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Ministry of Finance and Corporate Relations
Province of British Columbia

D. Topic Box:


In common with the practice followed by other provinces and other levels of government, the government of British Columbia funds certain services through user fees rather than from general taxation.

For example, municipalities charge user fees for building permits, water and sewer services, parking, use of arenas and other recreational facilities, and sometimes for garbage collection. The province charges fees for use of provincial campsites and other Crown lands, hunting and fishing licences, and various commercial and regulatory services, including company and land registrations, safety inspections and motor vehicle licensing. At the federal level, fees are charged for passports, visas and immigration applications, radio licensing, saltwater fishing licences, commercial weights and measures inspections, and various information and publication services.

The provincial government administers a wide range of fees and licences, including royalties for the use of natural resources. In 1995/96, user fees accounted for about $1.5 billion or 7.6 per cent of total provincial government revenue. This excludes revenue received from royalties, forest stumpage, and fines and penalties which totalled approximately $2.1 billion in 1995/96. In addition, there are a number of other user fees, such as college and university tuition, which are retained by these institutions and, therefore, are not considered part of provincial government revenue.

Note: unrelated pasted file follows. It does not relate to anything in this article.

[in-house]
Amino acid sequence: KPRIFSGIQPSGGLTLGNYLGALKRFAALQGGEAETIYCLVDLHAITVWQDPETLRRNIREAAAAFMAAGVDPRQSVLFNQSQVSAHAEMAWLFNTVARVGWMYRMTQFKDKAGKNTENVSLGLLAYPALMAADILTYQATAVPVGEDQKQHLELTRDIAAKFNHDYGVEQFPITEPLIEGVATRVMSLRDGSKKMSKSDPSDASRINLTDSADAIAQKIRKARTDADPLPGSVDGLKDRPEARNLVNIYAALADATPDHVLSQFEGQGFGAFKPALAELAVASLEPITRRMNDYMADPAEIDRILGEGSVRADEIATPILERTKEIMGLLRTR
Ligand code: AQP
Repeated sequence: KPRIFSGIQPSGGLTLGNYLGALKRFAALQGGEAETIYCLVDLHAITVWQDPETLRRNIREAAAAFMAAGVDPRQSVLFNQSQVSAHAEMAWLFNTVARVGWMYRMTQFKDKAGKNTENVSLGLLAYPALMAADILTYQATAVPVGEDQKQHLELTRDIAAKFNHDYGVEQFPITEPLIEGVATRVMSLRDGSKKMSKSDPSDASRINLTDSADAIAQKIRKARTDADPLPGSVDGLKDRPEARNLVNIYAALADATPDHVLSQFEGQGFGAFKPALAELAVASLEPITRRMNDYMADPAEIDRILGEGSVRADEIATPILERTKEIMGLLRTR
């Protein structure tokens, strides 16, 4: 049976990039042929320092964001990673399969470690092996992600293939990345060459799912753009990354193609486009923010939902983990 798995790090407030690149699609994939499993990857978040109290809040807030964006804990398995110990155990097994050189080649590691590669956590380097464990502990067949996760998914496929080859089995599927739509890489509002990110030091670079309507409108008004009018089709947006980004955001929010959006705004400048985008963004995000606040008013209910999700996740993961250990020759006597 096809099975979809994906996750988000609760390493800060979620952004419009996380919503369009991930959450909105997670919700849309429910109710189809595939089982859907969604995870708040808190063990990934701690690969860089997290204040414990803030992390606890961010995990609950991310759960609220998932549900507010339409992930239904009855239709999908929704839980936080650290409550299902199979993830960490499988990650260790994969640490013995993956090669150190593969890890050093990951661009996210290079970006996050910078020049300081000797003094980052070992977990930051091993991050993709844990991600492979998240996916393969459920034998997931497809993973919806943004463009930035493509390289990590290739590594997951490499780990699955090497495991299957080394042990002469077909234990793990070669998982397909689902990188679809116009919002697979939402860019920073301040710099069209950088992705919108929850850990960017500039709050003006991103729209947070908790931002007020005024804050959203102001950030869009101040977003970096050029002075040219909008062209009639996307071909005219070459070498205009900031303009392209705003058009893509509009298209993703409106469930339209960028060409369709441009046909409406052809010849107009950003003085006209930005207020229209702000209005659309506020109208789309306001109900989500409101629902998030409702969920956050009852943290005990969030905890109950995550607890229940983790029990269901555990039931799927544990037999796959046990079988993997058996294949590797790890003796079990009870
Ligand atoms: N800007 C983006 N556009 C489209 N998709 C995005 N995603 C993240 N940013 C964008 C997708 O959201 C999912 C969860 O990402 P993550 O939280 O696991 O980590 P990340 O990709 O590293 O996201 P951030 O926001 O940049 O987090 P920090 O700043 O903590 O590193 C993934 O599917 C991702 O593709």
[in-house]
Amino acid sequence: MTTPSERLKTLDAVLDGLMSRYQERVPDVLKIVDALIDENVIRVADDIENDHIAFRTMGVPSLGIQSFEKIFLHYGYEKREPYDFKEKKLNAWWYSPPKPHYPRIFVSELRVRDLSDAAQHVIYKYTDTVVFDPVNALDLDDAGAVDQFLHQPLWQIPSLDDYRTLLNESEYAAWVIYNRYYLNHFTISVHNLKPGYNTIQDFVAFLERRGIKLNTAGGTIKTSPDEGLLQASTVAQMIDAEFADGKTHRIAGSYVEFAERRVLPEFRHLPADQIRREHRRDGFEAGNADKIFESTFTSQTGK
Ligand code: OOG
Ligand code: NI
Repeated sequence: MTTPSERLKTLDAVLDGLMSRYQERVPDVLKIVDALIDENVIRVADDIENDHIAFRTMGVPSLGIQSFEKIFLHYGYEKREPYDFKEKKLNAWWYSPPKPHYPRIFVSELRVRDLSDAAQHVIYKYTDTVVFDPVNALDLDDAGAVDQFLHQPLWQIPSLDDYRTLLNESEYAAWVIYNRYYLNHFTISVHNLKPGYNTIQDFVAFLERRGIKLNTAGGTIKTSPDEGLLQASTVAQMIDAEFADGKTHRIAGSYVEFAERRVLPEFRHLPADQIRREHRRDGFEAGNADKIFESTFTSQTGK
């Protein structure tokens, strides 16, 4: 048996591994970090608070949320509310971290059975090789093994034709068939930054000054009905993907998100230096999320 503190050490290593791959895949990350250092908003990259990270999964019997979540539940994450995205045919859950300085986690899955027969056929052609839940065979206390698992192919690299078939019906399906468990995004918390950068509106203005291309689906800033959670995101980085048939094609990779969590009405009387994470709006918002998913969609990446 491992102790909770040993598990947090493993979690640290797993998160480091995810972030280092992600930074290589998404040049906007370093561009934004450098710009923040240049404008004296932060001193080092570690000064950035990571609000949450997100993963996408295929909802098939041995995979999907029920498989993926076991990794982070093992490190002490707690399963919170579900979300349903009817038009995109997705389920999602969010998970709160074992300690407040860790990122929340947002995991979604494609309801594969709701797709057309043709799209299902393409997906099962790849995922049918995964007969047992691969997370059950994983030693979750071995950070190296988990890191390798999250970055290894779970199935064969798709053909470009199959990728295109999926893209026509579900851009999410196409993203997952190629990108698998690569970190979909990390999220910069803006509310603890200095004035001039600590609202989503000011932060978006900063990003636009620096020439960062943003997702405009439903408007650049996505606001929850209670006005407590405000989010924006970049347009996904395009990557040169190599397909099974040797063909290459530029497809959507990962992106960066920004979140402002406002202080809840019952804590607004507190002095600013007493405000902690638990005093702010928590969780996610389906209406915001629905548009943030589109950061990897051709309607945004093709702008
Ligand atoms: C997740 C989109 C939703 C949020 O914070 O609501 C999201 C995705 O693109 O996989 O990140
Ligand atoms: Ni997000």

User fees are intended to recover a fair share of the government's cost of providing goods and services from those who receive the direct benefits. These fees are not another form of taxation, but instead help to make the provincial government's revenue system fairer by shifting some of the burden away from general taxation, borne by all taxpayers, to those individuals or companies who derive a clear benefit from a specific government activity. As well, user fees help to encourage responsible and economical use of government services by making clients aware of the costs of those services.

The provincial government's user fees can be grouped as follows: